Planning your summer annuals garden aka: Do the Wave

Planning your summer annuals garden aka: Do the Wave

Does anyone remember the stadium craze, the wave? Where everyone stands up and then sits down and it goes around the whole circle and looks really cool? Anyway… we think of this garden planting method as “the wave” of blooms. They just keep comin and comin.

Most of our annuals collection (depending on where you live, see our zones blog for more on that) will begin to bloom in May or June.

The early harbingers tend to be snapdragons which often shoot bravely up and unfurl their dragon headed blossoms bringing dark orange, lavender and delicate appleblossom white pink to the garden. These stalks retain their colors for several weeks and if you harvest them weekly and cut off the dead blooms (hereto referred to as deadheading) they will bloom again for you later in the season.  Just as the snaps are finishing up the cosmos will start to come- in Colorado where I live this is usually in July but warmer climes will get them sooner. These sweethearts of the garden will get quite tall and produce delicate fronds of green. An impressive array of color- double click cranberry, pink and white of cupcakes and saucers (a favorite of ours), the blushy tones of apricot lemonade- it’s Alice in Wonderland feels. Around the same time as the cosmos, come the scabiosa flowers. The old fashioned country road charm of the famas- perwinkle and classic white, the gentle apricot of the fata morgana ( the name means mirage but was also the name of the sister of King Aurthur and was said to be the ruler of the island paradise of Avalon) and of course, black knight whose blossoms can dye fabric the most elegant shade of blue. Both the cosmos and and the scabiosa can be cut regularly for bouquets and will continue to give flowers through to the first frost.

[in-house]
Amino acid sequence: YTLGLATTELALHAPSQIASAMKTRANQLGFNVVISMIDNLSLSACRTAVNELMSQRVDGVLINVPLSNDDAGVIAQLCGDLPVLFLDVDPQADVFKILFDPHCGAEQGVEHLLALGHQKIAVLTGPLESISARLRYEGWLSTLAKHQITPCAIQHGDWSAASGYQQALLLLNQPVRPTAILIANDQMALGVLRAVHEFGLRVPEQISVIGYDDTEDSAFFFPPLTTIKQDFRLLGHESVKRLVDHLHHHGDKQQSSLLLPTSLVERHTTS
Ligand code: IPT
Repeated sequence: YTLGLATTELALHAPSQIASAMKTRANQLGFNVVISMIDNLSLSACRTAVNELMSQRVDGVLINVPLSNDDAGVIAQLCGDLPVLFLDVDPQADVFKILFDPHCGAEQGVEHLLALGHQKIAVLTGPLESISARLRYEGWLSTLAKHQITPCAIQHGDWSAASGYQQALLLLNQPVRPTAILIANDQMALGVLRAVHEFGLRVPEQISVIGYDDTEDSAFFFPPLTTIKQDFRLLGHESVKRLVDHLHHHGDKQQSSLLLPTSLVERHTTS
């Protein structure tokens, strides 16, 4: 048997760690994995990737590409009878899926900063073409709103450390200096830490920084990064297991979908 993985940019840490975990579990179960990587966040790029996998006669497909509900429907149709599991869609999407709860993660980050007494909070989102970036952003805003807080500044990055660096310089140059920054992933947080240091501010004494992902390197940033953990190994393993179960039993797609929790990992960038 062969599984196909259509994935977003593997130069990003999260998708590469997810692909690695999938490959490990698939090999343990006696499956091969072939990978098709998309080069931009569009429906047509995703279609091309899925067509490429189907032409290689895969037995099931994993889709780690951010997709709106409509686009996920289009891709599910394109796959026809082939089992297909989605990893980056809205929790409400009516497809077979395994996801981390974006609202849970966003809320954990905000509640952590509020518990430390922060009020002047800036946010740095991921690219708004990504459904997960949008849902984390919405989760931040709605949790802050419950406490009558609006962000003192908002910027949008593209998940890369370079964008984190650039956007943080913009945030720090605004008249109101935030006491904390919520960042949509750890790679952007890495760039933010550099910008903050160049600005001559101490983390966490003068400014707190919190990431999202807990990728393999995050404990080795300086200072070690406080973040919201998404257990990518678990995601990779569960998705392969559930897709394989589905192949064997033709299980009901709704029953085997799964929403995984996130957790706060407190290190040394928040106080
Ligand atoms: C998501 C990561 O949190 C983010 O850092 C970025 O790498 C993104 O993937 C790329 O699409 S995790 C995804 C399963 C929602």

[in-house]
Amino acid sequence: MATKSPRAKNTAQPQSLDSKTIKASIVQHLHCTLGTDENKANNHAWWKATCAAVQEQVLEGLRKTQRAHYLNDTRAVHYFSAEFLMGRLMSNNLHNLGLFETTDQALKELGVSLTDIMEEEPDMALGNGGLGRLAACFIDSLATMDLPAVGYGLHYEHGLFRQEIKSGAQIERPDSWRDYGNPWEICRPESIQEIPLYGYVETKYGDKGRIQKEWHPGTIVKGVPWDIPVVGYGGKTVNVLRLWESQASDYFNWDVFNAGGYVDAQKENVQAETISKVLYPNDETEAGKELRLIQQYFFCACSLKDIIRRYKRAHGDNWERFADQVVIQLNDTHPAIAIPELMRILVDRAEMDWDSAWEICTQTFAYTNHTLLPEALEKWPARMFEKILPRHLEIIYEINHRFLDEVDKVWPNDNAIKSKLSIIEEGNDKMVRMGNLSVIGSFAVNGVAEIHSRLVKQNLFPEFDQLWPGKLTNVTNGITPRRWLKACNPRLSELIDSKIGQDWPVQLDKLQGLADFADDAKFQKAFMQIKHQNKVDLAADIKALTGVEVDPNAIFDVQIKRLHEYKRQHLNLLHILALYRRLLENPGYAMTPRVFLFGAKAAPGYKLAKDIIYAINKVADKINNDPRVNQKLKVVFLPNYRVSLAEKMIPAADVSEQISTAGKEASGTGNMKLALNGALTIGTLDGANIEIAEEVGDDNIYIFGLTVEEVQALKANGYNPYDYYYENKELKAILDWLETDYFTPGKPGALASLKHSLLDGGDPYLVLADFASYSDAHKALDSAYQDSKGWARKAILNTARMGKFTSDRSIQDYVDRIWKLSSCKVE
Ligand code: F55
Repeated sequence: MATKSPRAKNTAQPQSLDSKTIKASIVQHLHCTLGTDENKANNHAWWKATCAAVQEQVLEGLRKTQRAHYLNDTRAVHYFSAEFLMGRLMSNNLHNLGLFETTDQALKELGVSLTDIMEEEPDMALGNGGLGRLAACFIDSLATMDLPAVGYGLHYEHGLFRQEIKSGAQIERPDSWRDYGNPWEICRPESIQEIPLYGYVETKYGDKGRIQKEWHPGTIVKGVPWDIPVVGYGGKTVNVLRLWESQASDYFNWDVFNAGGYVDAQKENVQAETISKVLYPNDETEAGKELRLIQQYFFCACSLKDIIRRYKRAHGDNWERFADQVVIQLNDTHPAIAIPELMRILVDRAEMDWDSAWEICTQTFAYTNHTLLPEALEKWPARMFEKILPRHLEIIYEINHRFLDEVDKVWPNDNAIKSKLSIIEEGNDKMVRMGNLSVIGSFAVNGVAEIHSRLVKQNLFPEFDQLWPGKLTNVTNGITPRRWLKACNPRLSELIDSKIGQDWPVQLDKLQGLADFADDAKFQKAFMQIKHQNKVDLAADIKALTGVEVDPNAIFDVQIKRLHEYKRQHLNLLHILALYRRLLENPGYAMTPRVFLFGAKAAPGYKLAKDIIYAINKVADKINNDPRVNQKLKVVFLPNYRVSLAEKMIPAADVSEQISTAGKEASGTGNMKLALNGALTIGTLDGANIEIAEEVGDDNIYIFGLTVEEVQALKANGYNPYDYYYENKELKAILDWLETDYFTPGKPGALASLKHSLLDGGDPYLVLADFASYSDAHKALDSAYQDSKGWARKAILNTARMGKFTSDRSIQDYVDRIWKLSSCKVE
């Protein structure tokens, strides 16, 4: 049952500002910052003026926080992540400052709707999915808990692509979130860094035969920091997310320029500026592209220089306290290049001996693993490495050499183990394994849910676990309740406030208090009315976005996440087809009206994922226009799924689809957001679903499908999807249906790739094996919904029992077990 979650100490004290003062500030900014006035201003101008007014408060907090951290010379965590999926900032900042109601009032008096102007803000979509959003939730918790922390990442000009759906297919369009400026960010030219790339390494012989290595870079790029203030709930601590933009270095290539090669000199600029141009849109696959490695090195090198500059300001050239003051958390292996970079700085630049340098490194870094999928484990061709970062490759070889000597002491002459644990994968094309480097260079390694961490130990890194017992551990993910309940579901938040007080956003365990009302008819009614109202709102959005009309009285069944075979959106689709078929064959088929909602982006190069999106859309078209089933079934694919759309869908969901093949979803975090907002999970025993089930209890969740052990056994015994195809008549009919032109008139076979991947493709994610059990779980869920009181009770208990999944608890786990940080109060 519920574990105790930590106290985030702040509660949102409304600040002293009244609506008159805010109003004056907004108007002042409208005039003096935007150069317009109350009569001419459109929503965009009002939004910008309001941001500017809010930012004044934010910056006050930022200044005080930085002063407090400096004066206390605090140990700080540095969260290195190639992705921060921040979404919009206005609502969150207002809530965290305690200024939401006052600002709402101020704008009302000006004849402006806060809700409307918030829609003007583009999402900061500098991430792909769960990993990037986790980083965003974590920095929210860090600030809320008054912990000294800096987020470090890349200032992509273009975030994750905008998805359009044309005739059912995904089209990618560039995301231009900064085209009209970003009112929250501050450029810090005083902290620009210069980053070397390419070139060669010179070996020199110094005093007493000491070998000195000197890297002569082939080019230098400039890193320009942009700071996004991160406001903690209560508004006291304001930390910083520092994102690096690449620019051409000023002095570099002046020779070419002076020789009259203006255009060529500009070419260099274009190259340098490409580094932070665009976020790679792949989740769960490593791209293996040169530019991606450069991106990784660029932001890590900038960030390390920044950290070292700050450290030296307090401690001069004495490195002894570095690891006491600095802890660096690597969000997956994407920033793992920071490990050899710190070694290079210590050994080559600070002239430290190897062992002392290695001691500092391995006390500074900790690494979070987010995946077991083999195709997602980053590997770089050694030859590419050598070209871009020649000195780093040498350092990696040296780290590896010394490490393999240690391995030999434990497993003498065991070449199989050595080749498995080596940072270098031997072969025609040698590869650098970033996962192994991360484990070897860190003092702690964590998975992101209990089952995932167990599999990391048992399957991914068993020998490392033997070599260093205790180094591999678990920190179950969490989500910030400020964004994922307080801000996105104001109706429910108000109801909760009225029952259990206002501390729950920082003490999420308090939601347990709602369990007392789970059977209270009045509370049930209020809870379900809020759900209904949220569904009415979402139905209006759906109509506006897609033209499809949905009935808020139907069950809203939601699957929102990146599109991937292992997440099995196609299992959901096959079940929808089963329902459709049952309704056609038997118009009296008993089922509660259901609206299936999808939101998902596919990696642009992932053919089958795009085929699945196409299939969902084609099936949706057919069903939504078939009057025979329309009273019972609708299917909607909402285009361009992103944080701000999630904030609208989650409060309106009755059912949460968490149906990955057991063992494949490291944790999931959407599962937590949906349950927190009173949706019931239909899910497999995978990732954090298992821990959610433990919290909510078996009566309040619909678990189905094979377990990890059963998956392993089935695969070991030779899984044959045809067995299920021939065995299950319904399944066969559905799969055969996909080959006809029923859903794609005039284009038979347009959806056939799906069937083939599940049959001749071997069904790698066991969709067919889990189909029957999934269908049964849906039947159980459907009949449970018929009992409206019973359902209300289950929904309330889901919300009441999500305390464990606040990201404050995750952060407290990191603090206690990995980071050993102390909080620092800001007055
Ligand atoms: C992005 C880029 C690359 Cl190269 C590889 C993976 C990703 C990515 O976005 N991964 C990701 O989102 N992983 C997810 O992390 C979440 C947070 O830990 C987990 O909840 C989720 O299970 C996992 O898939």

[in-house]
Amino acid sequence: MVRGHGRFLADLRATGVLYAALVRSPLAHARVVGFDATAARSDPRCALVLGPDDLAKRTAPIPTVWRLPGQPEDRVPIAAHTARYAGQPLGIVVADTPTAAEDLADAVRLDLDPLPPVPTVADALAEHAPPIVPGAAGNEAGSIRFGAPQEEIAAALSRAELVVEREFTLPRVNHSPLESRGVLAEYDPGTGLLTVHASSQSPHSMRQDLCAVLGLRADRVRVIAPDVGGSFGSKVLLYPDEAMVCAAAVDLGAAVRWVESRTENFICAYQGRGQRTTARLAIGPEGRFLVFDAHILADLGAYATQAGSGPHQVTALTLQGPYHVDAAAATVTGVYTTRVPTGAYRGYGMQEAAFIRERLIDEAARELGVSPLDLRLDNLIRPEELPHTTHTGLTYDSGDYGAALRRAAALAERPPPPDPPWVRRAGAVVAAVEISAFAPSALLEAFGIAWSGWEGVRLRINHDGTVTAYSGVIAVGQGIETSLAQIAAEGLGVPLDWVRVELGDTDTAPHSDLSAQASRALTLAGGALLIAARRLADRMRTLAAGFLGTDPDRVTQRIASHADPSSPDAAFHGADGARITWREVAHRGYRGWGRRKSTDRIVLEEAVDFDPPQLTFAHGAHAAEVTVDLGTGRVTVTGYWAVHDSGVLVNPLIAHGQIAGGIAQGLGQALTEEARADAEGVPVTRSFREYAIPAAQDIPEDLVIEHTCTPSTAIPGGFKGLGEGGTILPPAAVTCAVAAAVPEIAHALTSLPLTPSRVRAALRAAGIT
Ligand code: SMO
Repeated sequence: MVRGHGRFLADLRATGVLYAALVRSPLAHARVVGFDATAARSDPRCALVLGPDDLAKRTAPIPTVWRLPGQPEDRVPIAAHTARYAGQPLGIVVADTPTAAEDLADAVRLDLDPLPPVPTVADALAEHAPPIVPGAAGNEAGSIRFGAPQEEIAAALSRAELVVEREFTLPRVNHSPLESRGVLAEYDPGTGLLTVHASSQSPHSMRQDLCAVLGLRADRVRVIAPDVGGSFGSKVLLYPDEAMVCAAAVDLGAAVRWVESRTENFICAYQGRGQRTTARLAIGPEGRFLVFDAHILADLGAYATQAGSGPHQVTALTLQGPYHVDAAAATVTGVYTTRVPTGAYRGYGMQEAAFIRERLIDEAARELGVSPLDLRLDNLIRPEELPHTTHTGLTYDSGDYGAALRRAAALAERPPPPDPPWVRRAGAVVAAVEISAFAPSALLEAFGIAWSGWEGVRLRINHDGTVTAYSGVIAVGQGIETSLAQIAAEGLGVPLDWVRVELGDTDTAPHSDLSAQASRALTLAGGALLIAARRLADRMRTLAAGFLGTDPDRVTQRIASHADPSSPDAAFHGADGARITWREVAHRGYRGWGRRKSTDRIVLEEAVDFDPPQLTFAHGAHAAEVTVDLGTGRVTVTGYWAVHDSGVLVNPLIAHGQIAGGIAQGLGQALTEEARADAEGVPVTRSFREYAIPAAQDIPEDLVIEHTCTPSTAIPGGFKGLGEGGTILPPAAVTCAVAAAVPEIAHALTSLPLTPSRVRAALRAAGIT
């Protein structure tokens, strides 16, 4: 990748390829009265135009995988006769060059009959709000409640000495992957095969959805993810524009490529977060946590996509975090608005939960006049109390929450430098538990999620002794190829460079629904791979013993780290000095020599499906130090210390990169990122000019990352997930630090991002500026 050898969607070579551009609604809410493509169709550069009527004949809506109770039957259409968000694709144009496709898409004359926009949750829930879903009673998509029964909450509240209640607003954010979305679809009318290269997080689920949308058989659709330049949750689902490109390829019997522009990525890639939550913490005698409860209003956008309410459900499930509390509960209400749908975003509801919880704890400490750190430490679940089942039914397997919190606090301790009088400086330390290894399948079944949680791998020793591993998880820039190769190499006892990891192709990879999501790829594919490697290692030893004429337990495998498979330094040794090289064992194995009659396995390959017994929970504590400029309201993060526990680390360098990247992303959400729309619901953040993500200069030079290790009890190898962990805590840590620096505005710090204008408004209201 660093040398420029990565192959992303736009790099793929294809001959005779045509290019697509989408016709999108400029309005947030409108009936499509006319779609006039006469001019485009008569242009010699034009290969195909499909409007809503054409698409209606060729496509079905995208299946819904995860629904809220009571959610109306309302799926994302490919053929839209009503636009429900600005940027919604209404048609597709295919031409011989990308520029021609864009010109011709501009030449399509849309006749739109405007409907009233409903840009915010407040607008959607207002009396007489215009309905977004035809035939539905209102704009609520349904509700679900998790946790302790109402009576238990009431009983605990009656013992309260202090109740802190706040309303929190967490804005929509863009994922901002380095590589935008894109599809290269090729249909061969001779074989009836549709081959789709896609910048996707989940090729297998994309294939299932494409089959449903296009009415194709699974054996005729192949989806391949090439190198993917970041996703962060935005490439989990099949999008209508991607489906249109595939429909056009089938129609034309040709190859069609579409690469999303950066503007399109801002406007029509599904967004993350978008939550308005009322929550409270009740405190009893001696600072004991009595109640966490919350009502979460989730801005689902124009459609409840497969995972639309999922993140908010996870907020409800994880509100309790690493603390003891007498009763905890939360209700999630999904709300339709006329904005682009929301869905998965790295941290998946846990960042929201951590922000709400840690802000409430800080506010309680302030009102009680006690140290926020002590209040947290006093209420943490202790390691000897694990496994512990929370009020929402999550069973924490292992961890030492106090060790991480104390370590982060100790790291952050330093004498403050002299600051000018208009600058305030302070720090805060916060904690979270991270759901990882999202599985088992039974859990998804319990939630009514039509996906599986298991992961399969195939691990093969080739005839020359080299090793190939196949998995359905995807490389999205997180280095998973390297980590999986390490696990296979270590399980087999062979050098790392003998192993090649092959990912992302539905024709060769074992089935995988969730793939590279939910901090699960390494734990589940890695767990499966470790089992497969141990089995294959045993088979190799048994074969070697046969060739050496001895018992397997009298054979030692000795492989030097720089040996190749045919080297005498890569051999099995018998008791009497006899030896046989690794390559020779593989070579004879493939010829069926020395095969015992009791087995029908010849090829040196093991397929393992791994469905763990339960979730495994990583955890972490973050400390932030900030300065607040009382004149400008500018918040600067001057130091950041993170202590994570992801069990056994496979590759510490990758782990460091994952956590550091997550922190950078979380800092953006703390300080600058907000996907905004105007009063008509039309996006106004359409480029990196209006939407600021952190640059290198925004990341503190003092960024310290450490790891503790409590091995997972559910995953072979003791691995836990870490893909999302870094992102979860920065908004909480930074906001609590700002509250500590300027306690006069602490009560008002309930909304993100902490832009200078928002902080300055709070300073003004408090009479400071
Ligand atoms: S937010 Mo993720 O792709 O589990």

The next wave of color will come from zinnias. These guys are so much fun. They come in so many cool color variations and can create a sea of blooms mid season. On the heels of the zinnia parade, come the marigolds. Marigolds make great borders as they tend to bush out with their foliage and create a little worlds of their own that smell and look earthy and divine. These guys will get buds throughout the season but really hit their peak later on in the season – fall flowers for all!!

Asters are also late summer/early fall darlings- bengal rose frost, moonstone, apricot tower chamois, and… finale: matsumoto white tipped blue- forevvver!

Remember with all the above flowers, with weekly harvesting or deadheading will bloom over and over again until the frost, if there is one or until they have just given all their glory.




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